Rat Queens #5 I do not read Kurtis J. Wiebe's Rat Queens for any other reason than the fact I love watching a band of women warriors go completely Wolvie-berserk style on everything that gets in their way and then celebrate in the bar later. It's an insane, bloody book that is literally every trope of the sword and sorcery genre thrown up against the wall and given a sex-change operation.
I haven't dived into the book for several months and frankly I felt like I was reading the exact same issue at times. Why are they fighting? What is the quest? I couldn't honestly tell you. It's a book of rage and arrows and blood and sex and all of it as glorious as you could possibly ask for. I can't get enough of Rat Queens.
Tomb Raider #1 There is no single book I've been more looking forward to than Gail Simone's take on the reboot of Tomb Raider. It was my favorite game of 2013, and I just recently replayed the whole thing through from beginning to end for the third time. I couldn't wait to see what one of my favorite writers would do with the new and improved Lara Croft.
Haunted by survivor's guilt over all the friends she watched die in the course of the game, Lara sets out to come to the aid of her friend Jonah, one of only three members of her crew that made it off the island of Yamati. Jonah has secluded himself far off in an American desert, and warns Lara that more supernatural forces are coming for them. He's proven right when the desert is suddenly flooded with a mysterious tidal wave.
Lara Croft as she appeared in the game stands as the complete opposite of Simone's own famous Women in Refrigerators list of female characters brutalized to give male heroes an emotional story arc. I'm very impressed with Simone's ability to show off the survivor that Lara became at the end of the game, but still allow her the instability and vulnerability you would expect of a character that was just 21 years old and had survive such a traumatic event.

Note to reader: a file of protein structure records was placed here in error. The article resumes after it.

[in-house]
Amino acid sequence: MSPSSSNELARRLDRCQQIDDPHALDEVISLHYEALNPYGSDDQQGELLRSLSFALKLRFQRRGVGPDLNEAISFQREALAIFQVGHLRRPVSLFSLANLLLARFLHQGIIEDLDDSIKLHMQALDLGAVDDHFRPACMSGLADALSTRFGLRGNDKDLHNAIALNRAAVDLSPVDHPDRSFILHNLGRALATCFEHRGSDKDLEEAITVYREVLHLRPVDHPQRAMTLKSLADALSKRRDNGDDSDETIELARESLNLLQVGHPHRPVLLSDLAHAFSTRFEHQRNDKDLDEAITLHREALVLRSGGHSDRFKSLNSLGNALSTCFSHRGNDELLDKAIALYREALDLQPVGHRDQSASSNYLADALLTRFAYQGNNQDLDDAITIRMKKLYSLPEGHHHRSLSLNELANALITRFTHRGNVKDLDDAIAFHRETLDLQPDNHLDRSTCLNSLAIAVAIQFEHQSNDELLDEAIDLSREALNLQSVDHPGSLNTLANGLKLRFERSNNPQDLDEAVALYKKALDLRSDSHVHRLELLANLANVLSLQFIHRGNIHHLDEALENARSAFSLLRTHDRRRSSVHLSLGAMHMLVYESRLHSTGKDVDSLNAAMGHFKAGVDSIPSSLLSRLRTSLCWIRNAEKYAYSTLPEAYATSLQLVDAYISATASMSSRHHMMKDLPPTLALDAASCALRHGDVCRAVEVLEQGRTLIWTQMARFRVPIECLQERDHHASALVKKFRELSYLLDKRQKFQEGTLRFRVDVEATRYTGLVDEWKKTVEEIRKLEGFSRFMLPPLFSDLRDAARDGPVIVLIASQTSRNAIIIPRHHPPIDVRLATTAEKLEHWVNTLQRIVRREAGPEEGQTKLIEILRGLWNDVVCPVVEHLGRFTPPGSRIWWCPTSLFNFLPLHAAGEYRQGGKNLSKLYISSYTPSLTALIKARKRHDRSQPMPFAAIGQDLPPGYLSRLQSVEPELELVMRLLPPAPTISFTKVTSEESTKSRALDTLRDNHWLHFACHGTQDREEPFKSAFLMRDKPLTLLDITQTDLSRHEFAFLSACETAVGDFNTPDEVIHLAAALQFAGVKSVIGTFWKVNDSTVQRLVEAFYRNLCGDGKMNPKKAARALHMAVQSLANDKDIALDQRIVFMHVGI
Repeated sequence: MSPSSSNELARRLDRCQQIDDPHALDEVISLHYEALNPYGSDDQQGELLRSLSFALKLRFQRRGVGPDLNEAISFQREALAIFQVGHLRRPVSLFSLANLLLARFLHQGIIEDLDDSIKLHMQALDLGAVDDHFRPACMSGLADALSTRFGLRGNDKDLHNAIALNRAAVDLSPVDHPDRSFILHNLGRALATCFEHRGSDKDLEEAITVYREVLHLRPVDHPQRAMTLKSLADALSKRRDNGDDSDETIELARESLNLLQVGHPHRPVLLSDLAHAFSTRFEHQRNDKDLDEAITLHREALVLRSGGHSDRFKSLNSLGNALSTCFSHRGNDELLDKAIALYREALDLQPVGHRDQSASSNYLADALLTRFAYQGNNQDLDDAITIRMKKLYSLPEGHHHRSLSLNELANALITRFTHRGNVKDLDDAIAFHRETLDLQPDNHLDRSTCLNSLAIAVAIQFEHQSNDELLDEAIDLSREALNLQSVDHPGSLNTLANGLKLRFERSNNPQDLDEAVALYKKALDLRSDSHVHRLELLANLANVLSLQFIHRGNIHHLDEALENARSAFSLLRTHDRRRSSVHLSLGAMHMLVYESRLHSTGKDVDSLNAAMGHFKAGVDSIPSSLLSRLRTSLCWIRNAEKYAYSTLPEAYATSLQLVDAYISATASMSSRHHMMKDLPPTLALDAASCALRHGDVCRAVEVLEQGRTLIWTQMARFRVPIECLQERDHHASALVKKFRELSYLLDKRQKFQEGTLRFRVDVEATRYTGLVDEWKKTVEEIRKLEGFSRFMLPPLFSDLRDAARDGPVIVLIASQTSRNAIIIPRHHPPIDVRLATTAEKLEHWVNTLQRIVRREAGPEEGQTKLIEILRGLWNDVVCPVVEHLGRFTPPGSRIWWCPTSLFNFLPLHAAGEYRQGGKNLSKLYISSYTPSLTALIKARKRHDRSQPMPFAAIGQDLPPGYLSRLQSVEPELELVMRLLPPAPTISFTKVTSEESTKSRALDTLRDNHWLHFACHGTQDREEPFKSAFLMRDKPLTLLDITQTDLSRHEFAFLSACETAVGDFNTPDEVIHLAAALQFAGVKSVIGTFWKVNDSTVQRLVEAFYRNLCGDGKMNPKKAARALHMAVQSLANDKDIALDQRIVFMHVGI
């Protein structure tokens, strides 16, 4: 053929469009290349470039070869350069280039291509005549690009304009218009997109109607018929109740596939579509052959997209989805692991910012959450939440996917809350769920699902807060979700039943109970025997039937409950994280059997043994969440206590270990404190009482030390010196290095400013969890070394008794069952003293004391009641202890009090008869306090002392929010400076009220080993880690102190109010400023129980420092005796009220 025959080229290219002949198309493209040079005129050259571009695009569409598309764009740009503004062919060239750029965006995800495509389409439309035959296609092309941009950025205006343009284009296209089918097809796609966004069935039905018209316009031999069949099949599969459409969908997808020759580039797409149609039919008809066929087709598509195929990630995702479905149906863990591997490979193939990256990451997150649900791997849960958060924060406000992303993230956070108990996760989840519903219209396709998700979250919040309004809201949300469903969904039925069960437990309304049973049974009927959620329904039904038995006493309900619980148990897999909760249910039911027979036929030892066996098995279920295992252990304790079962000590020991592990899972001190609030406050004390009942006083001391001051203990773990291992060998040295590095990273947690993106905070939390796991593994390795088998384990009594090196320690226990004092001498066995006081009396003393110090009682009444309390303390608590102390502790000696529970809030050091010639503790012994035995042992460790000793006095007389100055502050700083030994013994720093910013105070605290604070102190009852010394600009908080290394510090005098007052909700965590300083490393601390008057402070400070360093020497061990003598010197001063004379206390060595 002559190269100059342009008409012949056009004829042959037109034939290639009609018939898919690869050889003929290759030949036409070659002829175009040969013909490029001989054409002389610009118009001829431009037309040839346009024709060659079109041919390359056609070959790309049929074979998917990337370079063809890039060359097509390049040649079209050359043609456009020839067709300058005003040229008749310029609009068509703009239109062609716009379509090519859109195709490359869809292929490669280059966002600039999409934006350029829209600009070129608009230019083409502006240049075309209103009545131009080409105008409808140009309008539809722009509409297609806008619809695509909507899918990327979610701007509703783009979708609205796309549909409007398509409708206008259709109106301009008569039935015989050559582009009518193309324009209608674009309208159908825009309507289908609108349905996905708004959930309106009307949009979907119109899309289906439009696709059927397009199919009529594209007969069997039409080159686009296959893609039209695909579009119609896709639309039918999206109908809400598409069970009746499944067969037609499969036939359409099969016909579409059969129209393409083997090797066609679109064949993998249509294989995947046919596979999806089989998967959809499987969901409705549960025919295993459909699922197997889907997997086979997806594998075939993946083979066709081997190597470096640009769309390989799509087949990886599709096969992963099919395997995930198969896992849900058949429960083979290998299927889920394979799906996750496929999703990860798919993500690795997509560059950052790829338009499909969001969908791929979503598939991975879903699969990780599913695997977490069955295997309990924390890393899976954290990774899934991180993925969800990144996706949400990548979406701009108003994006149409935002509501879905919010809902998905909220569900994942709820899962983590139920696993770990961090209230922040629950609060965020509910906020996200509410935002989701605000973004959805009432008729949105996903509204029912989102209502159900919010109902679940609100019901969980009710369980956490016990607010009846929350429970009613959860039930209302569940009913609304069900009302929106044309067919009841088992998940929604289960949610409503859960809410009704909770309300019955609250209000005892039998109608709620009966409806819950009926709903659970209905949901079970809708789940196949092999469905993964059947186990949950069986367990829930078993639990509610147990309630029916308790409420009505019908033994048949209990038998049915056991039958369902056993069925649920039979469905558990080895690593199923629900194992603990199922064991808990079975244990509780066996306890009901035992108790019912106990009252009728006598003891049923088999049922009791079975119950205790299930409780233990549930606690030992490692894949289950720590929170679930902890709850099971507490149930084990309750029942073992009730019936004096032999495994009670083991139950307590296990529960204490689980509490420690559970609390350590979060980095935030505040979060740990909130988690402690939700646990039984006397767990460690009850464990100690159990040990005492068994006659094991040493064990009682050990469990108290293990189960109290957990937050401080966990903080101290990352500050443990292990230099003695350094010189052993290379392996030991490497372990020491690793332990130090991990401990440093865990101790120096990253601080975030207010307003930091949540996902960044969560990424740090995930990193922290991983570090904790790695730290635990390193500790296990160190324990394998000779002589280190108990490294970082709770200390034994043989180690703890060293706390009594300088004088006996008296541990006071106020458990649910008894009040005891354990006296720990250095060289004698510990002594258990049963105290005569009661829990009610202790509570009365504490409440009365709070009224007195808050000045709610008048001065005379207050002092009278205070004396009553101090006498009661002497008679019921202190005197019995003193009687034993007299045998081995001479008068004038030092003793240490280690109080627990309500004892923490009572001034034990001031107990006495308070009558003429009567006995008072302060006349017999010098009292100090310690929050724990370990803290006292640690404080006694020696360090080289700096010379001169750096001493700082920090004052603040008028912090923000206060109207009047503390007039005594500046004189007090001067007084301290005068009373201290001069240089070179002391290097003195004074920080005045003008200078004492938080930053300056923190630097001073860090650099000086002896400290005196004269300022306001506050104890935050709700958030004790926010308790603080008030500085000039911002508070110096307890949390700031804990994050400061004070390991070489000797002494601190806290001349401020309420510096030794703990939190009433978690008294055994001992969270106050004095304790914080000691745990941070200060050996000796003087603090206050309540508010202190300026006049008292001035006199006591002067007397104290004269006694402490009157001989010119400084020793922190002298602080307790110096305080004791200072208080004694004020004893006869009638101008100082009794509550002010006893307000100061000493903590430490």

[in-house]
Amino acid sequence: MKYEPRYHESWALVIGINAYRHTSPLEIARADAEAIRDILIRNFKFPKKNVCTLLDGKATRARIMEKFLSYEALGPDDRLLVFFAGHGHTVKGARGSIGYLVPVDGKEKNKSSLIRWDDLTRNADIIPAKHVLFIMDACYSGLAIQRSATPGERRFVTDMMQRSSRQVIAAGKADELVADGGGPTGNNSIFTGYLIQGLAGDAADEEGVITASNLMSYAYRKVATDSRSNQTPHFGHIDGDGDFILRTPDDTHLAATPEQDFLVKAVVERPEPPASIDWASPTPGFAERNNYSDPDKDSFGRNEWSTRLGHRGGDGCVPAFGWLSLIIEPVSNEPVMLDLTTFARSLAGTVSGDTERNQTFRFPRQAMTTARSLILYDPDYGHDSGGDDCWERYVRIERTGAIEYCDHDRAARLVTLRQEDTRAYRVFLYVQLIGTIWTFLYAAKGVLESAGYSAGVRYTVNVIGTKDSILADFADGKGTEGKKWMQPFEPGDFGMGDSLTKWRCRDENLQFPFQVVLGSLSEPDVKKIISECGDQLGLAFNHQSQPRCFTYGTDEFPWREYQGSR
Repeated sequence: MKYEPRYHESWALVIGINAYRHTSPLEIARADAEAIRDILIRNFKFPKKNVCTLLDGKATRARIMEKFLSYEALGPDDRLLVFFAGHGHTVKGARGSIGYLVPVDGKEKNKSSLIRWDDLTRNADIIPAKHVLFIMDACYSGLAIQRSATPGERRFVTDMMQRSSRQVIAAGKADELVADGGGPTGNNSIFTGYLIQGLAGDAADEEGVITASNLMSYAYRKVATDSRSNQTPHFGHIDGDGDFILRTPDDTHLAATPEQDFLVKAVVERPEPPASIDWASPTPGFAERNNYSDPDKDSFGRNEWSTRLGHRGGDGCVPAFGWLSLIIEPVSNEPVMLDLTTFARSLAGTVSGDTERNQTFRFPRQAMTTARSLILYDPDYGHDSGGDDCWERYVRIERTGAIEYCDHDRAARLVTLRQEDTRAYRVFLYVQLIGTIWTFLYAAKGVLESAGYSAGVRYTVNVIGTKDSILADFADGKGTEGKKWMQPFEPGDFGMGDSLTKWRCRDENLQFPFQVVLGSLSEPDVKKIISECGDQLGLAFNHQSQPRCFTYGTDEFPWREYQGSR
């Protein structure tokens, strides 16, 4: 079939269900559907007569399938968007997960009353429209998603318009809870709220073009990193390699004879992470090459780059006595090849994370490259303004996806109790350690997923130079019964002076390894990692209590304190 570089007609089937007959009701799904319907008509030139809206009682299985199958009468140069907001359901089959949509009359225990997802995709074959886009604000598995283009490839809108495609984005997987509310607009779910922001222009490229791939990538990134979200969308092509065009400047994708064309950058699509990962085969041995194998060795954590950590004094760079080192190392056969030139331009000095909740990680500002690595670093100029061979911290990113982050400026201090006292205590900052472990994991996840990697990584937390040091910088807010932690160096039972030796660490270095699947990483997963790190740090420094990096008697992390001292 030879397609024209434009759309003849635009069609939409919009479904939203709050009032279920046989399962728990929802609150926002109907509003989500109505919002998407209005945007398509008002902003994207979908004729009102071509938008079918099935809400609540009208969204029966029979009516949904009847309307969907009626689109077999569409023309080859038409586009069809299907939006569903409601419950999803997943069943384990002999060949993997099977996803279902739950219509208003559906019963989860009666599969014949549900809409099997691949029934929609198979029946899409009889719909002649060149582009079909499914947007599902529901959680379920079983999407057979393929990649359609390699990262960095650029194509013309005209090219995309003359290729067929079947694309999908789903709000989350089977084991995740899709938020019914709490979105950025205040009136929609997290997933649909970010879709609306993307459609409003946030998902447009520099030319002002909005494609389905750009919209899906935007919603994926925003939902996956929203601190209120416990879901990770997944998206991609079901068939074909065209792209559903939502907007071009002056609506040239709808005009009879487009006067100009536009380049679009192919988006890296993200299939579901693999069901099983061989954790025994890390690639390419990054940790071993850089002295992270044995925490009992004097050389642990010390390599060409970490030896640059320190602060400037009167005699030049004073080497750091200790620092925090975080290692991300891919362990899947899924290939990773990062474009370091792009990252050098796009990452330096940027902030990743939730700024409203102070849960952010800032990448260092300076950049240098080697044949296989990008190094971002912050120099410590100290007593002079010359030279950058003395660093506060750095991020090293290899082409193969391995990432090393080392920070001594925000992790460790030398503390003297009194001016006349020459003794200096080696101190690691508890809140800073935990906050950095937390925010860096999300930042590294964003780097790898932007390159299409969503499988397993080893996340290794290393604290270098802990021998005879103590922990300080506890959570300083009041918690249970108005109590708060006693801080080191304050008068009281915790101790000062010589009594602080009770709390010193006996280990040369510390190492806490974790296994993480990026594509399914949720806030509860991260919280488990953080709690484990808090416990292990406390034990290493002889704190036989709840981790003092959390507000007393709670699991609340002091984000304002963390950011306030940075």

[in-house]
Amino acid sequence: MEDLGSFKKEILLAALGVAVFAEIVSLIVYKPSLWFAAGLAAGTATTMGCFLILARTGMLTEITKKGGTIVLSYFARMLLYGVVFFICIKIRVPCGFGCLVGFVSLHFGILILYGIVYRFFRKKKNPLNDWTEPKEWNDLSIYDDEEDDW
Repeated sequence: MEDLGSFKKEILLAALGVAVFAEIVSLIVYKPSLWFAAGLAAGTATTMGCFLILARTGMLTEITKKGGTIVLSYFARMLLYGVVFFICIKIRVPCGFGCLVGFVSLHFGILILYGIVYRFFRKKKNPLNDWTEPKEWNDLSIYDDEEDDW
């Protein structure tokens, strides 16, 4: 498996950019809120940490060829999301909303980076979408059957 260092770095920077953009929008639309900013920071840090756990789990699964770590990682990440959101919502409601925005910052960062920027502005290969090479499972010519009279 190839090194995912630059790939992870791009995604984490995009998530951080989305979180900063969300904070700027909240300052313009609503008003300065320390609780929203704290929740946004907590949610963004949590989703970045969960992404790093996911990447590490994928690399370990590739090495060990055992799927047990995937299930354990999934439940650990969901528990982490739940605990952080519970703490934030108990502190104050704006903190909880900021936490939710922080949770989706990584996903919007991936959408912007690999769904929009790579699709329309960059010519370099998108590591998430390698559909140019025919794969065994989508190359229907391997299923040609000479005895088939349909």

If Simone could get Barbara Gordon and Lara together in the same book I wager it would be the best female-fronted comic ever. Until then, Tomb Raider is wonderful.
Rating: 8 of 10
Super Dinosaur #22 For my money Super Dinosaur is easily one of the top five all-ages comic books ever written and the fact that it hasn't been made into an animated series just goes to show you what's wrong with the television industry. It's been some time since I checked on Derek and his robot-armored pet tyrannosaurus, but it's still the same great adventure.
Derek's mom was rather conspicuously absent in the early issues, and I never thought much of it. Turns out she was actually erased from the memory of her son. Now she's back just as Derek and his friends are desperately fending off a dinosaur man invasion. Now she may be the key to turning back the fight, but at a great cost.
I try very hard each month to bring readers at least one superior all-ages book, but I can honestly say that few come close to the consistent brilliance of Robert Kirkman's boy-meets-
dogdinosaur story. Jason Howard's art is delighful, and the book maintains just the perfect amount of lightheartedness chased with the pain of growing up to make it speak to everyone.
Rating: 7 of 10